Quality's Identity Crisis

by Hank Lindborg

James Lipton concludes each interview for the Bravo Cable Network's "Inside the Actors Studio" with 10 questions. I've found one of these useful for dialogue about careers. It asks for a profession, outside of your own, you wouldn't want to pursue.

Another illuminating question is, "What do you dread?" (This I picked up in conversation with a young district attorney, who undoubtedly finds use for it in her practice.) I've found what we don't want to do and what we dread--though negative--speak to our identity.

For most of us, our job is an important part of that identity. (No? Think about the last time you introduced yourself.) When we dread losing a job, we confront questions about who we are. In ordinary business cycles, we may put these questions to rest by finding a new job--doing the same thing for a new company. In other times, professional identity itself may be in doubt.

For the quality profession in the United States, the restructuring of the economy not only threatens jobs in manufacturing but also raises deep issues of identity.

We read that the United States economy is being hollowed out. This is sometimes attributed to poor U.S. trade and currency policies. However, we also find that a similar fate is befalling Mexico, Australia, Japan, South Korea and even Taiwan. Accelerated by the Wal-Mart phenomenon in retailing, manufacturing jobs ever more rapidly migrate to new low cost producers.

At the same time the United States reports dramatic gains in productivity, it experiences a jobless recovery from a recent downturn that followed a decade of higher employment with considerable churn (ongoing downsizing, often applauded by Wall Street and sometimes conducted in the name, though not the legitimate practice, of reengineering).

In 2003, the 1980s quality messages about national economic competitiveness and performance excellence, especially as articulated and evolved in the Malcolm Baldrige National Quality Award criteria, were re-examined (sometimes belatedly) in light of a global economy and emerging issues of corporate responsibility. (Remarkably, Baldrige used the word "governance" for the first time in the 2003 criteria.)

Registration to ISO 9001 lags amid questions about how it adds value. We know tools and techniques are by themselves no longer enough, quality is no longer hot, and larger frameworks (including national competitiveness) seem no longer to suffice.

In this environment, the role of ASQ as a mediating institution--one that provides connections between the individual and the larger society--is critical in defining professional identity. This isn't prefabricated. It has to be continually rediscovered.

So, jobs are threatened, the profession is challenged, and participation in the Society is important. But how about that individual whose job and professional identity are on the line today?

The answer isn't simple. It includes more than standard advice on how to inventory skills and conduct a job search. My own work in guiding life reflections of leaders, educators and graduate students engaged in deeper "search" has shown job shifts are preceded and accompanied by values shifts over time.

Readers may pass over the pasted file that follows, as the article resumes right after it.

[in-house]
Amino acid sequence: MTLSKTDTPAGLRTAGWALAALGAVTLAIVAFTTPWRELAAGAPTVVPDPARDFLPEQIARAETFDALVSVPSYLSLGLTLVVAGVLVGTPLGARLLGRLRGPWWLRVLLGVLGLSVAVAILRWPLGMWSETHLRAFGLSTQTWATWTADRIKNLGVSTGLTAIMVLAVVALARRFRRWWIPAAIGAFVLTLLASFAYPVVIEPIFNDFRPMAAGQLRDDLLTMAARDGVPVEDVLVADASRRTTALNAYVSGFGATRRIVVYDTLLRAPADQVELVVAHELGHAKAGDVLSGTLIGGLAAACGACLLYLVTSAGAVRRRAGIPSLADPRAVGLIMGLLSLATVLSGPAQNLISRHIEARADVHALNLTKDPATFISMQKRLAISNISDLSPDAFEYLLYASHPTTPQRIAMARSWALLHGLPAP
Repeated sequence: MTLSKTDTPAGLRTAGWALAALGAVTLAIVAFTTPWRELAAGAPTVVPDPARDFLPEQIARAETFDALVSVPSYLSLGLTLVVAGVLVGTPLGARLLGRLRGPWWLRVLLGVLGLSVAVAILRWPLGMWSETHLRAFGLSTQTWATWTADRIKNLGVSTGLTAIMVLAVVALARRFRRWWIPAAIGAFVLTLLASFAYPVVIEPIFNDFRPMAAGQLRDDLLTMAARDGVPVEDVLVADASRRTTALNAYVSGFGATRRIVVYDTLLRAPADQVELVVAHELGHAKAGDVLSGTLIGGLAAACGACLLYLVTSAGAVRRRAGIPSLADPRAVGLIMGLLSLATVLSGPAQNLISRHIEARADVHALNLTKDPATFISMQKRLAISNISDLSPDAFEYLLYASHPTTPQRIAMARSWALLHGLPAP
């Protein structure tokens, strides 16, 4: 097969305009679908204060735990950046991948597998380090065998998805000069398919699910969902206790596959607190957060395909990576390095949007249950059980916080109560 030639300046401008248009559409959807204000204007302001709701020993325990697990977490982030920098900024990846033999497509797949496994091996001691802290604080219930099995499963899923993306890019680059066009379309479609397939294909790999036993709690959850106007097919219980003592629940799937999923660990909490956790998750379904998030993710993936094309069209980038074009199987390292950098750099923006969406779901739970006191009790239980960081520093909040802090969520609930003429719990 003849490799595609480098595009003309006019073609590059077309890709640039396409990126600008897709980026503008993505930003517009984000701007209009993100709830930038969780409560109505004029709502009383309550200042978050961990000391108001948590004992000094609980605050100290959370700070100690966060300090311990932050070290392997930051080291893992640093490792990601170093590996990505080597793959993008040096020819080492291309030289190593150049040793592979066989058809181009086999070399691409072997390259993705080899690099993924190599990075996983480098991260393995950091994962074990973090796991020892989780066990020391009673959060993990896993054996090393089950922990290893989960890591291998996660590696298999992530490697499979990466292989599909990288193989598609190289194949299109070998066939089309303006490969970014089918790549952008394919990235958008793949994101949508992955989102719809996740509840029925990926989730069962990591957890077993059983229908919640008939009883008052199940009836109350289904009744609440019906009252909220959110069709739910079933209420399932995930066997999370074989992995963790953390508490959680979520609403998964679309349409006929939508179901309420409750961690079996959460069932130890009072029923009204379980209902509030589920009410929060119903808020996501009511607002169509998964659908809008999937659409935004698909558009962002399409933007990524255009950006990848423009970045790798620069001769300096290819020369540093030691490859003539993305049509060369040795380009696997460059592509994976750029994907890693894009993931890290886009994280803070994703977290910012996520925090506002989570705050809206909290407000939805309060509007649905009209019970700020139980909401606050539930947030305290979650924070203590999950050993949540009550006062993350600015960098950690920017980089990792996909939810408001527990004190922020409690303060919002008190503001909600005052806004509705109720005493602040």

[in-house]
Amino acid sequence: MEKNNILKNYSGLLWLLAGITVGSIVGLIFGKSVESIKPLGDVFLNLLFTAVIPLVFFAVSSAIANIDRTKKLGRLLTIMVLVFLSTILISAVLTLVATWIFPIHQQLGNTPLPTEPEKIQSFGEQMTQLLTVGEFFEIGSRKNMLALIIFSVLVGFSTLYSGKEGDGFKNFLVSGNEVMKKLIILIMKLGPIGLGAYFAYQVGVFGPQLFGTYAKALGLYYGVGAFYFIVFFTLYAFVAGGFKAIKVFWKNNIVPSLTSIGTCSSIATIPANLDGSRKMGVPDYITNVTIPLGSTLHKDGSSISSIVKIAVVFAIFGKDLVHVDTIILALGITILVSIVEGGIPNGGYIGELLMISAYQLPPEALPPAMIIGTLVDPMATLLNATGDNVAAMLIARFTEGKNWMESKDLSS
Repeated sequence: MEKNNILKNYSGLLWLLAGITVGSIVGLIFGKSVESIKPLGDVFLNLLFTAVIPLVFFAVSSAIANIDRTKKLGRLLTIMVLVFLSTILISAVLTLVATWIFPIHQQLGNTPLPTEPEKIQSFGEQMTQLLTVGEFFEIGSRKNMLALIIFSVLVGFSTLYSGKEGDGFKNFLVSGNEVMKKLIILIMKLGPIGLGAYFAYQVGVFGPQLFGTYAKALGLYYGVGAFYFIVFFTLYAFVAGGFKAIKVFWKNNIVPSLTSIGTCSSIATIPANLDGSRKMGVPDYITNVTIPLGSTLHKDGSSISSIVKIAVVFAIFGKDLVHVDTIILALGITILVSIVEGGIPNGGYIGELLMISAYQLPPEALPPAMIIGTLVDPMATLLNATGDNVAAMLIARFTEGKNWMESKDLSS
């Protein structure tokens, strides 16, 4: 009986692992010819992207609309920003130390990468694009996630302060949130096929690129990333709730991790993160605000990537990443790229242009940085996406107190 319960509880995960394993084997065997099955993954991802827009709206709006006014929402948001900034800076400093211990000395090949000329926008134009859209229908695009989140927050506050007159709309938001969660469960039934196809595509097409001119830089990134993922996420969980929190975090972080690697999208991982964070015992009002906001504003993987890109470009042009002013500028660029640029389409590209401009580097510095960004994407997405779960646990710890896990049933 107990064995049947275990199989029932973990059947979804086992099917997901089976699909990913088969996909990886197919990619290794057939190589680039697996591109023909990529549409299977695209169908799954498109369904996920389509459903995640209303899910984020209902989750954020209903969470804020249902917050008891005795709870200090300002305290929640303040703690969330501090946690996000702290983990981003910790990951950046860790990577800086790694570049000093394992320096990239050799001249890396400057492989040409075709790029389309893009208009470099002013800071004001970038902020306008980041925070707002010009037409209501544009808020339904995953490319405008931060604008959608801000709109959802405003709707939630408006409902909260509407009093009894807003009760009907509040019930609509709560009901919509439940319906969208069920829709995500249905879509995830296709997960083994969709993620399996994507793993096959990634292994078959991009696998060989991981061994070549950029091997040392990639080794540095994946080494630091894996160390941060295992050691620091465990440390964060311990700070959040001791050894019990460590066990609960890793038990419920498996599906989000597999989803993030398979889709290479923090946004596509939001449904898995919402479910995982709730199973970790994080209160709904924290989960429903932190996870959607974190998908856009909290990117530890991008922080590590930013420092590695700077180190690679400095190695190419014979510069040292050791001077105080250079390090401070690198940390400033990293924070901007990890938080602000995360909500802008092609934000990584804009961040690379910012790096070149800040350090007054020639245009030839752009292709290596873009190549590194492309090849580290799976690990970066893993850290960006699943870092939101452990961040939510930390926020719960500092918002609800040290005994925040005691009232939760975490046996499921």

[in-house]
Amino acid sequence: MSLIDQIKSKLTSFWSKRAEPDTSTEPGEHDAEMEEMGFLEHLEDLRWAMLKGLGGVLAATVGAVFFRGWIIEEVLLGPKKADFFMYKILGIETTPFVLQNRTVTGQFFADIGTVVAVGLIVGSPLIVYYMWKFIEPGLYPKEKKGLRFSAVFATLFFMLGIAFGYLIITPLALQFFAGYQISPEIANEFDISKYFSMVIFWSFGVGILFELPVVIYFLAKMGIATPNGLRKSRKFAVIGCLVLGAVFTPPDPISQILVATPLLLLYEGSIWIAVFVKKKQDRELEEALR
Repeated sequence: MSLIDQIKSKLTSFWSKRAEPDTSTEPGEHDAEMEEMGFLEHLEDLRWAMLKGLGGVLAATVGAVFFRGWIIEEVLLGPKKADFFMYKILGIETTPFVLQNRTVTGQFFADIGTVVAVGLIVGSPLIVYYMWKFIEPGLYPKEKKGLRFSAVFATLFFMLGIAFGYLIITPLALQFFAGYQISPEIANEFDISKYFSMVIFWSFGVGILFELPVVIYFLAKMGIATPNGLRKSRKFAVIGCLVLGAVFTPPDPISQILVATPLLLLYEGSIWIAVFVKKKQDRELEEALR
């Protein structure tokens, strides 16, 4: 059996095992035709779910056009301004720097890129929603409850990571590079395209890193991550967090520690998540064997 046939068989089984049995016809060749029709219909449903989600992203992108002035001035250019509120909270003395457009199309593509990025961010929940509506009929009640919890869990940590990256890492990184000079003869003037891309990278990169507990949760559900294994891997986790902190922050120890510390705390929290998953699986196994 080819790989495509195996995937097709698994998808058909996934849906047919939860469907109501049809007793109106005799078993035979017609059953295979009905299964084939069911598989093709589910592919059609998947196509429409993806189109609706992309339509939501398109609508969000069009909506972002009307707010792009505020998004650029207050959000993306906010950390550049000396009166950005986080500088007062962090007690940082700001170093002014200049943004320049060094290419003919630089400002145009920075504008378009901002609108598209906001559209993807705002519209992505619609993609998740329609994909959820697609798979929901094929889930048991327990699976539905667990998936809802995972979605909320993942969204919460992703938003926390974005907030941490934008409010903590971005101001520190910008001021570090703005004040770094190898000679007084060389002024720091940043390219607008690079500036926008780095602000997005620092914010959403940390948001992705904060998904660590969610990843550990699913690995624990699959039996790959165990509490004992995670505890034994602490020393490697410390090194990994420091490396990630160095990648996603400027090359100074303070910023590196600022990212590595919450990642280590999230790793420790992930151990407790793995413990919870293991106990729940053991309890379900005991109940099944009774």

In this process, career paths may no longer be clear, rational planning may seem inadequate, and identity derived from work may be threatened. Explanations of what's happening, examples of how others have handled such changes and useful guidelines for action have been difficult to find. However, Herminia Ibarra's new book Working Identity begins to fill these gaps.1

Ibarra, who tracks individuals in a wide range of career changes, begins by questioning the assumption that we plan and then act. "Career transitions should follow a first-act-and-then-think sequence because who we are and what we do are so tightly connected," she writes.

Rather than coming to some deep self-knowledge and then changing, Ibarra says, "We rethink ourselves ... by gradually exposing ourselves to new worlds, relationships and roles."

She suggests envisioning possible futures as we find our way in shifting circumstances. Her advice? Make gradual change as you discover new interests and roles in activities such as volunteering.

In many organizations, projects offer new horizons. Take time out to reflect and remain alert to opportunities--there may be that lifetime opportunity you don't want to miss. Network, even if you're not looking for a job. Test your ideas in new contexts. Don't define yourself by a narrow skill set. Use life milestones for personal assessment. Take advantage of executive education or an MBA to expand your horizons.

For me, Ibarra's most important insight is that who we are comes first. Don't dread; act to find what is most you. Action often precedes rather than follows meaningful career decisions.

As the poet Antonio Machado writes, "Caminante, no hay camino. Se hace camino al andar," or, "Searcher, there is no road, the road is made by walking."2


  1. Herminia Ibarra, Working Identity: Unconventional Strategies for Reinventing Your Career, Harvard Business School Press, 2003,
    pp. 1-2.
  2. We Make the Road By Walking: Selected Poems of Antonio Machado, translated by Betty Jean Craige, Louisiana State University Press, 1978.

HENRY J. LINDBORG is executive director and CEO of the National Institute for Quality Improvement, which provides consulting in strategic planning, organizational development and assessment. He holds a doctorate from the University of Wisconsin-Madison and teaches in a leadership and quality graduate program. Lindborg is past chair of ASQ's Education Division and currently serves on the Education and Training Board.

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